People in the Interest of K.L.W.
2021 COA 56. No. 20CA1387. Presumption of Parentage—Three Legal Parents—Dependency and Neglect—Uniform Parentage Act.
April 22, 2021
The juvenile court adjudicated the children dependent and neglected in relation to mother. It also entered a default adjudicatory and treatment plan order for the biological father. C.L.F., who helped care for the children, filed a motion to declare herself the children’s mother instead of recognizing father as the children’s legal parent. The court determined that C.L.F. was a presumptive parent because she had held the children out as her own and father was a presumptive parent because genetic tests established that he was the children’s biological parent. However, the court concluded that it was unable to recognize more than two legal parents for the children, and after making further findings, it ultimately declared father the children’s legal parent.
C.L.F. appealed the parentage determination, arguing that the juvenile court erred by holding that children could not have more than two legal parents. Colorado’s Uniform Parentage Act does not allow a court to recognize more than two legal parents for a child. Therefore, the juvenile court properly determined that it was unable to name both C.L.F. and father as the children’s legal parents in addition to mother.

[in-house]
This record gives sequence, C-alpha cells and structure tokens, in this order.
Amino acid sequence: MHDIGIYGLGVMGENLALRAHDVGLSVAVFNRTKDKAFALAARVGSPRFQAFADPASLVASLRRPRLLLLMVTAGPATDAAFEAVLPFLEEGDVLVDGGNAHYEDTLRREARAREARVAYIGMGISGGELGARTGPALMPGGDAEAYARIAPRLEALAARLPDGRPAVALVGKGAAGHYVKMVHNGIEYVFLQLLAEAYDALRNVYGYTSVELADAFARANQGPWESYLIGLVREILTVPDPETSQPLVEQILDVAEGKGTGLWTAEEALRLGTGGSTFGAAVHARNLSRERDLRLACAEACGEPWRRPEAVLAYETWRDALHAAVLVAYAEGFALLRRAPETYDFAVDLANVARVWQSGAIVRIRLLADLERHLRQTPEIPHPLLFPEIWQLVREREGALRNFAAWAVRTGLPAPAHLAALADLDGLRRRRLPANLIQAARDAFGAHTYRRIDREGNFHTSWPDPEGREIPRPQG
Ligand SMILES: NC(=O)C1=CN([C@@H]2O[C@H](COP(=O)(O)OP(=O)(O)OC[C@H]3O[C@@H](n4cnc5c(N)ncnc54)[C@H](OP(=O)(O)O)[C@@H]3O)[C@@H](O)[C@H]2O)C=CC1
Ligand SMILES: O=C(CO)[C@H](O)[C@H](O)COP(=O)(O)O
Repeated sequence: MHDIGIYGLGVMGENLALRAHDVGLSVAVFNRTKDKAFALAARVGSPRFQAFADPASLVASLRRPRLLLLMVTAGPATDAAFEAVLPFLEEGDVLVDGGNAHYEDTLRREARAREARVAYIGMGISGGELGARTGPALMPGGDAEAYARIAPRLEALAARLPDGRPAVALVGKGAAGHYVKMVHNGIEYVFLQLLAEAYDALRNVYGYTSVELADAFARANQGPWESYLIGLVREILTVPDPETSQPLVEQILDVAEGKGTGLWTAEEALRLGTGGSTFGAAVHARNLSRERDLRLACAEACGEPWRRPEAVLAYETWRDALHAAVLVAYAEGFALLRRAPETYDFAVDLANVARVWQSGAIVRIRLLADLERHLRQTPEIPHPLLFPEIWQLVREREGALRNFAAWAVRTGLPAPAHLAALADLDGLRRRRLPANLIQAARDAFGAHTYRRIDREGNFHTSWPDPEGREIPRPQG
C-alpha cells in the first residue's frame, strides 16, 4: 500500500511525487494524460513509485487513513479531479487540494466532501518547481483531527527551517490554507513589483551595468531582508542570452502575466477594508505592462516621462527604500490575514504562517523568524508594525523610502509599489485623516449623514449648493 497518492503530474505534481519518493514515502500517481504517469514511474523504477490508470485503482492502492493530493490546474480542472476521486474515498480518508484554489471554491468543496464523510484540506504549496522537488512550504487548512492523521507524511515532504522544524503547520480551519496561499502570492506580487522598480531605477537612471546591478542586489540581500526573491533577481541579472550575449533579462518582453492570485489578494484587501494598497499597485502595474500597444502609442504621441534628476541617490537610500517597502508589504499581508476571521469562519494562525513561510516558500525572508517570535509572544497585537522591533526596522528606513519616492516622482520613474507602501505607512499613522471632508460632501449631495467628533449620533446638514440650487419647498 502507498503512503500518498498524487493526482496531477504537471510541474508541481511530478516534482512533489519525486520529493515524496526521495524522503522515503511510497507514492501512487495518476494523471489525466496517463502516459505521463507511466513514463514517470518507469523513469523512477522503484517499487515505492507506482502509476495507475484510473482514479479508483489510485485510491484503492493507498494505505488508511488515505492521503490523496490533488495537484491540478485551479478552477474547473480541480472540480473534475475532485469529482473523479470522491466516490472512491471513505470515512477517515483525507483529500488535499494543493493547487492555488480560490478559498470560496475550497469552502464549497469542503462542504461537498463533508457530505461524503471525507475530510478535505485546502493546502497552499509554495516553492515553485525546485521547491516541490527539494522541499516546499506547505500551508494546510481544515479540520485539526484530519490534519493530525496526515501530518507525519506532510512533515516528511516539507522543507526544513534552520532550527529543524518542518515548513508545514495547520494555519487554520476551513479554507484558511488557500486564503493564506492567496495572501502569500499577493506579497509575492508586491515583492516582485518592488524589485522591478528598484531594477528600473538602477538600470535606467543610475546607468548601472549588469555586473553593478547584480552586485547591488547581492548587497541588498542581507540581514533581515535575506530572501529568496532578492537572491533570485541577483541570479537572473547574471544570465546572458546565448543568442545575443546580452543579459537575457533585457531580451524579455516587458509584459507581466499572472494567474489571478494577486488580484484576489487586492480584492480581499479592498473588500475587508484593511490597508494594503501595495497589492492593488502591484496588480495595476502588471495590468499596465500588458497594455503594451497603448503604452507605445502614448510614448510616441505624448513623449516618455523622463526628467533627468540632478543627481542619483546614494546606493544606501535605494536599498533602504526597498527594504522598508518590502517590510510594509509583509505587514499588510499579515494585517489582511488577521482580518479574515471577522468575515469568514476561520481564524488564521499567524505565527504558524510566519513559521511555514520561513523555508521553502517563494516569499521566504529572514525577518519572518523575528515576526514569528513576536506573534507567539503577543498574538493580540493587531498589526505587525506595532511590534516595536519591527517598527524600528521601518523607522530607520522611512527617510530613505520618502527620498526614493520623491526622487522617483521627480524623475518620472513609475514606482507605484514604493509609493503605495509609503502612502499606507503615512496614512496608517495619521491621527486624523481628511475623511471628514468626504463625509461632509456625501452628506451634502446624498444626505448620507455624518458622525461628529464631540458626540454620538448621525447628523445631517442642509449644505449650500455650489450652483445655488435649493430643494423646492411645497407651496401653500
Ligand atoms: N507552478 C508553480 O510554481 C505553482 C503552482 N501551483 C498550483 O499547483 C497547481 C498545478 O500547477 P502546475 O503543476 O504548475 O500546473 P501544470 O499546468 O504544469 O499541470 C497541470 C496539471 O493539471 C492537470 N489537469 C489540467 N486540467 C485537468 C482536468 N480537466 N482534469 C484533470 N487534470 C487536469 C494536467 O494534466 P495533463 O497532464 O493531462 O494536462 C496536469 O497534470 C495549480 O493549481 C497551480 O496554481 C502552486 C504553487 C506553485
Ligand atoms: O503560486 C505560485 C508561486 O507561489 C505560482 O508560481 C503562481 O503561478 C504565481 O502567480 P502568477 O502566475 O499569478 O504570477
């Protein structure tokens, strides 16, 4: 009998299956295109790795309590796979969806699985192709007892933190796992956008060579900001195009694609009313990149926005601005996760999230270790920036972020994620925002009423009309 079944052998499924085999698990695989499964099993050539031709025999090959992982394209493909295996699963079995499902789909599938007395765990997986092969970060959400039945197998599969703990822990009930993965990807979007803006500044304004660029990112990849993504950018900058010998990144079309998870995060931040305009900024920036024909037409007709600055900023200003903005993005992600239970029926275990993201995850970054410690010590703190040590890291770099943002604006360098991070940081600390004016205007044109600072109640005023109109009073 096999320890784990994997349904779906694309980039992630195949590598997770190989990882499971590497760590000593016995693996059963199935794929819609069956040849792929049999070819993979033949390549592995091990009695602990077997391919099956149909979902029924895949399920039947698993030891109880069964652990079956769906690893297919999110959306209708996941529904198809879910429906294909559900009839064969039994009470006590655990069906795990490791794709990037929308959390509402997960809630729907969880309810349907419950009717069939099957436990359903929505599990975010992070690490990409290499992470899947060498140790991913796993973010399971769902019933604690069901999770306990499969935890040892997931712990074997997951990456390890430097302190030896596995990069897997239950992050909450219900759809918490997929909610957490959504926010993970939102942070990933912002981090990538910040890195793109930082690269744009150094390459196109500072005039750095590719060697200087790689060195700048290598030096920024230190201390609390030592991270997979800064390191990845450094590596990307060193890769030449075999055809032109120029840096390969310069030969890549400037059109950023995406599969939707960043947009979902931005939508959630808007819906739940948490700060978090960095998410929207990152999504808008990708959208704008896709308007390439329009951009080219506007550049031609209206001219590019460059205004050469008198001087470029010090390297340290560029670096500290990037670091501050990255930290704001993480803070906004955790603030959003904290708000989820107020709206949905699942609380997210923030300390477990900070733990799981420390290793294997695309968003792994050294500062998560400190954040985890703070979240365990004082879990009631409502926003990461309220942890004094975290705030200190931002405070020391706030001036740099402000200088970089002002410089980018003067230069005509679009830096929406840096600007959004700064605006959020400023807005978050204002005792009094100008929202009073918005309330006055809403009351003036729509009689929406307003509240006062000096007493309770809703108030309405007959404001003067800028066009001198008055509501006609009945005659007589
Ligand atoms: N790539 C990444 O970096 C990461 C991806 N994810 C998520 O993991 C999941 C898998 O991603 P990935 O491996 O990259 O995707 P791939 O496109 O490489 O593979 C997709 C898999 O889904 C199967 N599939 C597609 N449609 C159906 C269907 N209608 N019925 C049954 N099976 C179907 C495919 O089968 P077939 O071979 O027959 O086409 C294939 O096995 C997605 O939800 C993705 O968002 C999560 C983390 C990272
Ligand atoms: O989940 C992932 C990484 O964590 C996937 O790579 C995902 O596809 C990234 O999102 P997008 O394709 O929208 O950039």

C.L.F. also argued that the juvenile court erred by declaring father as the legal parent because the court failed to consider the children’s best interests. Here, the juvenile court gave extensive consideration to the children’s relationships and attachment to each of the presumptive parents, so it properly considered the child’s best interests.
C.L.F. also argued that the juvenile court erred by concluding that policy and logic did not support declaring her the legal parent. However, the court properly considered the appropriate factors under CRS § 19-4-105(2)(a) in weighing the conflicting parentage presumptions.
C.L.F. further argued that the juvenile court erred by failing to apply the preponderance of evidence standard when weighing the competing parentage presumptions. Here, the court applied the clear and convincing standard of proof. While this was the wrong standard, given that father prevailed under the higher standard of proof, he would also have prevailed under the lower applicable preponderance of the evidence standard. Accordingly, reversal of the parentage judgment is not required.
The judgment was affirmed.